With many across the United States clamoring for museums to do more to confront systemic racism in the wake of the mass uprisings across the country, art workers have spoken up, issuing a series of powerful open letters intended to call attention to a lack of diversity and a perceived unwillingness to confront these issues head-on in the field and its institutions.
On Thursday, current and former workers at several major New York institutions, including the Museum of Modern Art, the Whitney Museum, and the Metropolitan Museum of Art, signed an open letter addressed to museums in the city. “We write to you to express our outrage and discontent of consistent exploitation and unfair treatment of Black/Brown people at these cultural institutions,” the letter reads.
That missive goes on to make a number of demands, including the stoppage of all “performative allyship and virtue signaling” in the form of Black Lives Matter statements posted to social media, the creation of pipelines that better enable the hiring of BIPOC workers, and a review of works that were potentially stolen from Black and Indigenous communities across the world. “We will no longer be silenced, abused in the shadows nor take the treatment white employees would never accept,” the letter reads.
Their letter comes one day after the reported news of a similar letter circulating at New York’s Jewish Museum. The letter, reportedly signed by dozens of employees at the institution, decried the museum’s recent round of layoffs, which “disproportionately affected Black, Indigenous, People of Color on staff. This is one of many ways systemic racism is articulated through structures in place at this museum.”
A third letter, titled “Open letter from U.S. Latinx Arts Workers on uprooting anti-Black racism in U.S. Latinx Art,” which first began circulating on Wednesday, was directed at “Latinx Arts & Culture Institutions/Orgs and [the] Mainstream Art World.” As of Thursday night, it had garnered over 200 signatures, including ones from artists Firelei Báez, Teresita Fernández, Elia Alba, Alicia Grullón, Patrick Martinez, Juana Valdez, Linda Vallejo, Sandra de la Loza, and Mario Ybarra Jr.; curators Olga Viso, Marcela C. Guerrero, Marina Reyes Franco, and Gilbert Vicario; and art historians and scholars C. Ondine Chavoya, Adriana Zavala, Karen Mary Davalos, and Rocío Aranda-Alvarado.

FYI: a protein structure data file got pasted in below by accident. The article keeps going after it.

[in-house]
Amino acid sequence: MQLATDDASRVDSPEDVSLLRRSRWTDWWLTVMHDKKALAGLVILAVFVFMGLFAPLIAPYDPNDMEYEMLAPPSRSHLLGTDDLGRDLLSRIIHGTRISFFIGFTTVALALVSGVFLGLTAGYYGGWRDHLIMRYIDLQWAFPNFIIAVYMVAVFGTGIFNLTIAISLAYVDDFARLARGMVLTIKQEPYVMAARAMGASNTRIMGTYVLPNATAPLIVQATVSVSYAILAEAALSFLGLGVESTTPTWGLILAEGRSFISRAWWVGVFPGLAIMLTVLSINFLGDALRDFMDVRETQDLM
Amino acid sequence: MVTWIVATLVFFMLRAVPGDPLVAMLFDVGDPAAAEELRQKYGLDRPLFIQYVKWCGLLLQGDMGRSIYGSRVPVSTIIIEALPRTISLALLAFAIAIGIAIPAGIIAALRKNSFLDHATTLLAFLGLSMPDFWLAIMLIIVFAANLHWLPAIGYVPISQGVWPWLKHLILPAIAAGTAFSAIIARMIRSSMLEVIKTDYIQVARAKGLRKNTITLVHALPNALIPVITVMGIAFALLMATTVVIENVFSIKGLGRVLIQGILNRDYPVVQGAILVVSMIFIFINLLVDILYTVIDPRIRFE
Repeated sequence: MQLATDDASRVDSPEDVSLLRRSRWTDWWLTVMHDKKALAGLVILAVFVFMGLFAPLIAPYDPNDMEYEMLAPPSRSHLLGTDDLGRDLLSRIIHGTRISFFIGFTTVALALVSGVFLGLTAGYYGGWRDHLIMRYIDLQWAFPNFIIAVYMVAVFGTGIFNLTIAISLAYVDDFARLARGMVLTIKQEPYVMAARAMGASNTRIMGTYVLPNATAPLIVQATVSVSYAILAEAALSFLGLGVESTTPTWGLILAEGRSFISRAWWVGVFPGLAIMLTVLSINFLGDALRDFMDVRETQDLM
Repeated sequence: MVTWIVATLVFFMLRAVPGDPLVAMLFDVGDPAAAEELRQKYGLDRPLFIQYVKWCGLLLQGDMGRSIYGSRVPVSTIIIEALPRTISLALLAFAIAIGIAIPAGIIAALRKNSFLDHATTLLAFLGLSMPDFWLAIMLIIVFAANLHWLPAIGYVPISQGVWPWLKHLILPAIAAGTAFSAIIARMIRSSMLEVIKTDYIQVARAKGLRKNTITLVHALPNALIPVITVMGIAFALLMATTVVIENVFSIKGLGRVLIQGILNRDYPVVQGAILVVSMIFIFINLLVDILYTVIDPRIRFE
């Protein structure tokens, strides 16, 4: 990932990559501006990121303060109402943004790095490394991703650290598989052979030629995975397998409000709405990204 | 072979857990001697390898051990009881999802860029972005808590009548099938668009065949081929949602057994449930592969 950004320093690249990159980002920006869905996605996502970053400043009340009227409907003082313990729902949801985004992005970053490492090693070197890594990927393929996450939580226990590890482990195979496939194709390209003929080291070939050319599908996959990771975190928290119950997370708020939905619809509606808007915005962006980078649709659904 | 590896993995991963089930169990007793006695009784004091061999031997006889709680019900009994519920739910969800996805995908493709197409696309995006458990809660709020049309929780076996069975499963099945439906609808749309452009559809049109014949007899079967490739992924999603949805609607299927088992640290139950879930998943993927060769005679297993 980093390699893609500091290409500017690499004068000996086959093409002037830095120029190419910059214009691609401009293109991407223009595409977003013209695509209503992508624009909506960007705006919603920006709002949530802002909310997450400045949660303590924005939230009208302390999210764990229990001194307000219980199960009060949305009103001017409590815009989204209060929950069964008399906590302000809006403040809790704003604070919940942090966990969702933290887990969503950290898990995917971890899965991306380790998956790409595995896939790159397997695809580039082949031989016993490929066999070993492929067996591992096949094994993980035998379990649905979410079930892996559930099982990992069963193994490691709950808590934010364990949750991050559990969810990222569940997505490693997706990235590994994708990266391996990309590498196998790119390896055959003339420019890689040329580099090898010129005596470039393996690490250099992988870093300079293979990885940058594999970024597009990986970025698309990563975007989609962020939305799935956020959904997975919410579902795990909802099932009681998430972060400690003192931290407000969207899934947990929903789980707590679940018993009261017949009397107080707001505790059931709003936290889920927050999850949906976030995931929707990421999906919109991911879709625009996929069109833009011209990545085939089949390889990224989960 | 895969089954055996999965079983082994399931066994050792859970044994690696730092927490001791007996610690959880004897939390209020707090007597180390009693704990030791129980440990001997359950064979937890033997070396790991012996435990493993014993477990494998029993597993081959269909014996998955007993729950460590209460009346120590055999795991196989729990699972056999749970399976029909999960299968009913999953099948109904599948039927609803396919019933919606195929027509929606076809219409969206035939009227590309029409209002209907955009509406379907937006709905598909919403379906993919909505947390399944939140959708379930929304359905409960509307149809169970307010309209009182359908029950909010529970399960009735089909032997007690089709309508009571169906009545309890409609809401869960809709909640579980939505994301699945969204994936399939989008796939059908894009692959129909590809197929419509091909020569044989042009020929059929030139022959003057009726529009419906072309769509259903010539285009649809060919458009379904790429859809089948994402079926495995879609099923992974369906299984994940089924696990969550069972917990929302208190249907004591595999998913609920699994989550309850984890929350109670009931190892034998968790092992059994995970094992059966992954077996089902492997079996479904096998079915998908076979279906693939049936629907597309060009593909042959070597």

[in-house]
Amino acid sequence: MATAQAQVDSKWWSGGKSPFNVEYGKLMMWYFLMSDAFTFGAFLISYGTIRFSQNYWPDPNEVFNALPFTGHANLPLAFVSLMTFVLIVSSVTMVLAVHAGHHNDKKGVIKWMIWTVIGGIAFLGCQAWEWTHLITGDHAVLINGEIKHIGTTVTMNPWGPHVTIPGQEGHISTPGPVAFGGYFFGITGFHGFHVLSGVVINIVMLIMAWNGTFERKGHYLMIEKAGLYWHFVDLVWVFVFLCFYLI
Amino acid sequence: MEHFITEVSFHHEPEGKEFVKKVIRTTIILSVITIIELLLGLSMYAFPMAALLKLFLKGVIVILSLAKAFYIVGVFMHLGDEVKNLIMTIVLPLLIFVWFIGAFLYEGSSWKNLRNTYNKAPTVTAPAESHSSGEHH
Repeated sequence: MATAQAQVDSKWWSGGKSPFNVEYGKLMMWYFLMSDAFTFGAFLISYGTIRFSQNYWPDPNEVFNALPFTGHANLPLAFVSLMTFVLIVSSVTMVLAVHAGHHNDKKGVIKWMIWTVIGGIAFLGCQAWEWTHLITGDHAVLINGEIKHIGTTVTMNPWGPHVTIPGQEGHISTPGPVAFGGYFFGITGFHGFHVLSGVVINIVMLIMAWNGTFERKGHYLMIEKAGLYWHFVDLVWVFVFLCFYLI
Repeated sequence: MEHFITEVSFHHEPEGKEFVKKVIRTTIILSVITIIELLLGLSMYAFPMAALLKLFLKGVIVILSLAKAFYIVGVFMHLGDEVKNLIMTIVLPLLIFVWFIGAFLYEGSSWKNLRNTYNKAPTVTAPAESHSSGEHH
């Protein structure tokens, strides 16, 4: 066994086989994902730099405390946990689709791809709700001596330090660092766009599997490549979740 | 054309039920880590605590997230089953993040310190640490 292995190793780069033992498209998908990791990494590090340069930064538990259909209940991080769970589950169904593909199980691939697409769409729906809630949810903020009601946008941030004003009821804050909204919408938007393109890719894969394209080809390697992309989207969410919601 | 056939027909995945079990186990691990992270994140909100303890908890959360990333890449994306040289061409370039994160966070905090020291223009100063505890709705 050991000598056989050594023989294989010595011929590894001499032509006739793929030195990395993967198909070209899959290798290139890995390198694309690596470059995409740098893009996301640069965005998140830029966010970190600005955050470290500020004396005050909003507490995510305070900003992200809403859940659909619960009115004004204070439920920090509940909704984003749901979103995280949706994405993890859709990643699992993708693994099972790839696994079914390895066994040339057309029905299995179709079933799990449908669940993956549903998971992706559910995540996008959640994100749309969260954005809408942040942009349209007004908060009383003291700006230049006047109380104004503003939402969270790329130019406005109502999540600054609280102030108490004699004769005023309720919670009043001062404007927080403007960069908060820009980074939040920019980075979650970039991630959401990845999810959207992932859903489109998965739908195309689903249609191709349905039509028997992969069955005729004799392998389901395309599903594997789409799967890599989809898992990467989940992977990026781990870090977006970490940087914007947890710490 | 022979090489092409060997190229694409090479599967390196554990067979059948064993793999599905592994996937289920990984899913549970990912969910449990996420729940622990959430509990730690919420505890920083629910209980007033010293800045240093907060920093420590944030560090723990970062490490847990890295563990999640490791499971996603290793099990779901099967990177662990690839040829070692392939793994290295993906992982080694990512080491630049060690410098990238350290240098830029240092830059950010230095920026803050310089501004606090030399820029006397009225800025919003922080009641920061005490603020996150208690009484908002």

This letter focuses on anti-Blackness within the Latinx and Latin American communities—and their institutions—while also addressing anti-Black racism at large. Addressing the “legacies of colonialism and slavery,” the letter reads, “We recognize that to position all Latinxs as people of color is to erase the hegemony of whiteness and white supremacy in our communities. We reject anti-Black racism that has caused systematic marginalization and erasure of Afro-Latinxs. When Latinxs are understood to be a monolithic population, it erases our racial and ethnic diversity and dismisses the long, ongoing struggle for the equality and equity of Black folks.”
A second part of the letter focuses on mainstream institutions, which have historically been, and still are, overseen by a predominantly white staff. “You rush to praise yourselves for showing diversity-themed exhibitions, ignoring how local community-based organizations have been doing this work for decades,” the letter reads. “It rarely occurs to you to reach out to us to work in equal partnerships. ¡Basta! You focus on symbolic and temporary gestures to appear inclusive and diverse, while avoiding real structural change. These tactics are tiresome. ¡Basta!”
The letter also calls on Latinx arts institutions to change their ways now. “A commitment to eradicating anti-Black racism in our institutions and communities means exhibiting, collecting, and preserving the visual art of Black Latinxs; hiring Black Latinx writers, curators, and administrators; and creating programming for Black Latinx communities,” the letter reads. “We must hold ourselves accountable to the composition of our staff and programming.”